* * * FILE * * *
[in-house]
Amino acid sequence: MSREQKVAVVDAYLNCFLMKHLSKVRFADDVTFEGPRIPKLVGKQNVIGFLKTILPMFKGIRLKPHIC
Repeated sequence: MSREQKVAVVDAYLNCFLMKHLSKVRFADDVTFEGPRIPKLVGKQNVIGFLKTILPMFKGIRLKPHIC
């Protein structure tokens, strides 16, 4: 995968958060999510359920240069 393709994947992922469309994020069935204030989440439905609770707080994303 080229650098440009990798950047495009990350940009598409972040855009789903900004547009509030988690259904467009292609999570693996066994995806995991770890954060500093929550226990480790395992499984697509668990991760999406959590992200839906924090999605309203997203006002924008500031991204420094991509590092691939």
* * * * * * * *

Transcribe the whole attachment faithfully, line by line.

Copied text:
[in-house]
Amino acid sequence: MSREQKVAVVDAYLNCFLMKHLSKVRFADDVTFEGPRIPKLVGKQNVIGFLKTILPMFKGIRLKPHIC
Repeated sequence: MSREQKVAVVDAYLNCFLMKHLSKVRFADDVTFEGPRIPKLVGKQNVIGFLKTILPMFKGIRLKPHIC
């Protein structure tokens, strides 16, 4: 995968958060999510359920240069 393709994947992922469309994020069935204030989440439905609770707080994303 080229650098440009990798950047495009990350940009598409972040855009789903900004547009509030988690259904467009292609999570693996066994995806995991770890954060500093929550226990480790395992499984697509668990991760999406959590992200839906924090999605309203997203006002924008500031991204420094991509590092691939």